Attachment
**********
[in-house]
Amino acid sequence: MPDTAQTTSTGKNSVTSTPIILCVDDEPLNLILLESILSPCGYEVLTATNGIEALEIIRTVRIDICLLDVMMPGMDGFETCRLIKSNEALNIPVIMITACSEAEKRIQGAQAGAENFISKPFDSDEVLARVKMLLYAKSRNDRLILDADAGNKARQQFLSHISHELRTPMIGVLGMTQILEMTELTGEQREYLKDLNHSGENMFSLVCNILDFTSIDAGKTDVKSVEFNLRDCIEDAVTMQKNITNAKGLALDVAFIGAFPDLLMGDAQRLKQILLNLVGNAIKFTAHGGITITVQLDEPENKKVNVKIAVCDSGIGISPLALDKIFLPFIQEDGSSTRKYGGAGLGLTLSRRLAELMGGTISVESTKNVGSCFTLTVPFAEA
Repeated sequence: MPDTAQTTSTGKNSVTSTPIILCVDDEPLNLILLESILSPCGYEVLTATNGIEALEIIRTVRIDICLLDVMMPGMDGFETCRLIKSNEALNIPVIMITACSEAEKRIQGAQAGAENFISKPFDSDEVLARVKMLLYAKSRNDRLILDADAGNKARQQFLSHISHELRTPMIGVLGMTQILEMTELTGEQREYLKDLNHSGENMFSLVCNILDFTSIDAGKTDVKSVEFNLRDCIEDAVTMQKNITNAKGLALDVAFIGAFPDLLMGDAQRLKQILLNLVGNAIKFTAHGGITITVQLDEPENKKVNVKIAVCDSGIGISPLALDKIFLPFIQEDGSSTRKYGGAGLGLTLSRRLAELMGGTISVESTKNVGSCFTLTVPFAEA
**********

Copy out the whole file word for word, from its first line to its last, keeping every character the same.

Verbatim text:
[in-house]
Amino acid sequence: MPDTAQTTSTGKNSVTSTPIILCVDDEPLNLILLESILSPCGYEVLTATNGIEALEIIRTVRIDICLLDVMMPGMDGFETCRLIKSNEALNIPVIMITACSEAEKRIQGAQAGAENFISKPFDSDEVLARVKMLLYAKSRNDRLILDADAGNKARQQFLSHISHELRTPMIGVLGMTQILEMTELTGEQREYLKDLNHSGENMFSLVCNILDFTSIDAGKTDVKSVEFNLRDCIEDAVTMQKNITNAKGLALDVAFIGAFPDLLMGDAQRLKQILLNLVGNAIKFTAHGGITITVQLDEPENKKVNVKIAVCDSGIGISPLALDKIFLPFIQEDGSSTRKYGGAGLGLTLSRRLAELMGGTISVESTKNVGSCFTLTVPFAEA
Repeated sequence: MPDTAQTTSTGKNSVTSTPIILCVDDEPLNLILLESILSPCGYEVLTATNGIEALEIIRTVRIDICLLDVMMPGMDGFETCRLIKSNEALNIPVIMITACSEAEKRIQGAQAGAENFISKPFDSDEVLARVKMLLYAKSRNDRLILDADAGNKARQQFLSHISHELRTPMIGVLGMTQILEMTELTGEQREYLKDLNHSGENMFSLVCNILDFTSIDAGKTDVKSVEFNLRDCIEDAVTMQKNITNAKGLALDVAFIGAFPDLLMGDAQRLKQILLNLVGNAIKFTAHGGITITVQLDEPENKKVNVKIAVCDSGIGISPLALDKIFLPFIQEDGSSTRKYGGAGLGLTLSRRLAELMGGTISVESTKNVGSCFTLTVPFAEA